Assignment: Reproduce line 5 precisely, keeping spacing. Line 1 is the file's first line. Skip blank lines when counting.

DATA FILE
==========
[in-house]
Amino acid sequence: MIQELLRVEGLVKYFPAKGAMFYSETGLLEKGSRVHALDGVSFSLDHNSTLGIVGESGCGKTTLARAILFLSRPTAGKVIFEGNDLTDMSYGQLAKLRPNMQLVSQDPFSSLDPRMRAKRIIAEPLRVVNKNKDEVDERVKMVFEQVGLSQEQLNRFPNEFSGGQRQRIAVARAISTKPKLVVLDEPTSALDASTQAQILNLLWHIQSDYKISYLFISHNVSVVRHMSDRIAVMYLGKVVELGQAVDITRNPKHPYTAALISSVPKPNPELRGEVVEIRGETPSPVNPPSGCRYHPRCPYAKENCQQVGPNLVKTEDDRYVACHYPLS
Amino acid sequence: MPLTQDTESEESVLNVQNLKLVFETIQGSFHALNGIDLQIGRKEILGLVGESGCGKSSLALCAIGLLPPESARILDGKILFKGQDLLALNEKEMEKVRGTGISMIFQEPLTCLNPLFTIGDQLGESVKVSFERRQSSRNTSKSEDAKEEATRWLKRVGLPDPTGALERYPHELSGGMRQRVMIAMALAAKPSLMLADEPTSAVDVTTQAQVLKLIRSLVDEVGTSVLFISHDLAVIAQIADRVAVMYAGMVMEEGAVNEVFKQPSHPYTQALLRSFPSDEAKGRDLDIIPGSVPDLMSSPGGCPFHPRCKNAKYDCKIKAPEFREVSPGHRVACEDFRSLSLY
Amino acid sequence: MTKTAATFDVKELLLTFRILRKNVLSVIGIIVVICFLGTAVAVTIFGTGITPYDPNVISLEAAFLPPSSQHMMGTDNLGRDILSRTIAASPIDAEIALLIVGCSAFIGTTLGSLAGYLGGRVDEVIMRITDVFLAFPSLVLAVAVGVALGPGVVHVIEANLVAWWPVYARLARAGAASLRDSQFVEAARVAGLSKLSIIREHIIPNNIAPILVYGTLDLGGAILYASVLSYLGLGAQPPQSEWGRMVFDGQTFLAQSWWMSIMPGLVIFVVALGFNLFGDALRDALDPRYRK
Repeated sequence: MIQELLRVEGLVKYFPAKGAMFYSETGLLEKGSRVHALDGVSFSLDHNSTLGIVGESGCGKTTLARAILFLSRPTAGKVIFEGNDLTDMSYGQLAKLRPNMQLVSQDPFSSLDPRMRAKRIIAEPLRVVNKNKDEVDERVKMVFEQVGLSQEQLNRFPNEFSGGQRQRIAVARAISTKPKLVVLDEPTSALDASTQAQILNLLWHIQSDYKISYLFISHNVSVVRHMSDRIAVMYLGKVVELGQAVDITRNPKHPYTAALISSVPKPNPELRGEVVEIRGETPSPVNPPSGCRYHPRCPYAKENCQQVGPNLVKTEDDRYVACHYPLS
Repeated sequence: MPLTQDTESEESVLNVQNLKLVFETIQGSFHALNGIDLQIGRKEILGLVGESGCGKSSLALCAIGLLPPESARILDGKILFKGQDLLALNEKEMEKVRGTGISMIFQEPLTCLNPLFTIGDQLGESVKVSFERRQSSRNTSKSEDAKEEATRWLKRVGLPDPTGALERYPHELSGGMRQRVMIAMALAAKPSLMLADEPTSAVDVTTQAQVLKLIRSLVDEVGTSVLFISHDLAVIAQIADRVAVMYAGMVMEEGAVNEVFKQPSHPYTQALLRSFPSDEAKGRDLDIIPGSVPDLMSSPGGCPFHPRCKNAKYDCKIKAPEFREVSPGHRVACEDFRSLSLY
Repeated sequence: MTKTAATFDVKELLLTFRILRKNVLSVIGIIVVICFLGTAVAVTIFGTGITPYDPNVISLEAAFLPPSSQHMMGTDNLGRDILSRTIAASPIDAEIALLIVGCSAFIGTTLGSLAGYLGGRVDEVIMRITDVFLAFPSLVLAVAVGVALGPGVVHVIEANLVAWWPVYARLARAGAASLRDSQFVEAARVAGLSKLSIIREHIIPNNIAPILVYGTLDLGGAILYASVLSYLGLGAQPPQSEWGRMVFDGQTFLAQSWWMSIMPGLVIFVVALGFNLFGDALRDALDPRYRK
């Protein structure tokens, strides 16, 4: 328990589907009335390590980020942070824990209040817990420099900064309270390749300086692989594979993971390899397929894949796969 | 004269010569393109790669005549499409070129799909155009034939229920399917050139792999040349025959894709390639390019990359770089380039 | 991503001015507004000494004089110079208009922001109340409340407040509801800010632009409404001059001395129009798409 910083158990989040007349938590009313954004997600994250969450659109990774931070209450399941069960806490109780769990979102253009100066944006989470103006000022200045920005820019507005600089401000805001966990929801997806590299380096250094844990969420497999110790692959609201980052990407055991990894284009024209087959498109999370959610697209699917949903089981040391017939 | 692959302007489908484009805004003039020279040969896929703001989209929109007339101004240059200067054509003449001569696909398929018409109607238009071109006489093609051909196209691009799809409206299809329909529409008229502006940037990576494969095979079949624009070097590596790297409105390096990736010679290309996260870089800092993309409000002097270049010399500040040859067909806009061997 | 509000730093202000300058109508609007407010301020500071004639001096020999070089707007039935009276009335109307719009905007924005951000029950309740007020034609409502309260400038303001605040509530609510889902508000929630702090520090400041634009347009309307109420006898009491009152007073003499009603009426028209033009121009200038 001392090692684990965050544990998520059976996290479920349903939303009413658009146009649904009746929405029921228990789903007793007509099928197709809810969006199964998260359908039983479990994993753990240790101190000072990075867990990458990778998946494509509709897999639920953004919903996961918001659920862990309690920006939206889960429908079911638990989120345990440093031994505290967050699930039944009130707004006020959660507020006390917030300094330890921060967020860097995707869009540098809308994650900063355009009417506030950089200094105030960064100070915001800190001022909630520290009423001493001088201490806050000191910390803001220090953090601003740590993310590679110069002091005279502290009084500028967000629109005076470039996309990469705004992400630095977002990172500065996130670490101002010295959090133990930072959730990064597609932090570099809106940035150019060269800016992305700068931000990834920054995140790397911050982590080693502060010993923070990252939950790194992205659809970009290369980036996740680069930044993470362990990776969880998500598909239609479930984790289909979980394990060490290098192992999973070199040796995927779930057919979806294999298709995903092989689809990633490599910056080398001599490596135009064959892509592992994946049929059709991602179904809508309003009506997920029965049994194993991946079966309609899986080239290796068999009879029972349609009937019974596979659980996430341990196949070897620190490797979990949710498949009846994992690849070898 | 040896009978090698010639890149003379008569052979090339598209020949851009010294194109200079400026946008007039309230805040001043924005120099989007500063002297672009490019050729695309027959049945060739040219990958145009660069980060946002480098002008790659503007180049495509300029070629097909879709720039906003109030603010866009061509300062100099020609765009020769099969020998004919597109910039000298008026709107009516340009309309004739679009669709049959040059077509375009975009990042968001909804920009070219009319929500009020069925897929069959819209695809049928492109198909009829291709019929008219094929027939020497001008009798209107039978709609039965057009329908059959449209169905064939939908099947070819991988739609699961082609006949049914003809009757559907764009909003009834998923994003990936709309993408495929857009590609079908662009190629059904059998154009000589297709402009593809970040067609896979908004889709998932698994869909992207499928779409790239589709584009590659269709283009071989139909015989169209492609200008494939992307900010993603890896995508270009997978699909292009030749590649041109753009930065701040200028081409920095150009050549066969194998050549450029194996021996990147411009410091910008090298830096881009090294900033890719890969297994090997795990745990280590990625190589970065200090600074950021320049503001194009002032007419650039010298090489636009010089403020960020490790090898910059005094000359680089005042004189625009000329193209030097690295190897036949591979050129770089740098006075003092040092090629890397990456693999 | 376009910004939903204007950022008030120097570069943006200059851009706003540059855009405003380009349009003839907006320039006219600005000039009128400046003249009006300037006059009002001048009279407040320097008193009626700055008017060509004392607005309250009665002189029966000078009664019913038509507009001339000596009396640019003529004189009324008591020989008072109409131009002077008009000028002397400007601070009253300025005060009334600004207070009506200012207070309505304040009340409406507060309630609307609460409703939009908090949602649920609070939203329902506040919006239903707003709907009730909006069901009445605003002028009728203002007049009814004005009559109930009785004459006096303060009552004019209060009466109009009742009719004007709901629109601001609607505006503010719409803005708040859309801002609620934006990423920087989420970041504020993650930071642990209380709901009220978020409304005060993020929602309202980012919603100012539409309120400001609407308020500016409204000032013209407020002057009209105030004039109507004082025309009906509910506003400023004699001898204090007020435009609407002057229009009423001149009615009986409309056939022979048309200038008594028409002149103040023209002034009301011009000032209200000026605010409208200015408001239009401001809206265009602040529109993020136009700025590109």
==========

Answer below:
Repeated sequence: MIQELLRVEGLVKYFPAKGAMFYSETGLLEKGSRVHALDGVSFSLDHNSTLGIVGESGCGKTTLARAILFLSRPTAGKVIFEGNDLTDMSYGQLAKLRPNMQLVSQDPFSSLDPRMRAKRIIAEPLRVVNKNKDEVDERVKMVFEQVGLSQEQLNRFPNEFSGGQRQRIAVARAISTKPKLVVLDEPTSALDASTQAQILNLLWHIQSDYKISYLFISHNVSVVRHMSDRIAVMYLGKVVELGQAVDITRNPKHPYTAALISSVPKPNPELRGEVVEIRGETPSPVNPPSGCRYHPRCPYAKENCQQVGPNLVKTEDDRYVACHYPLS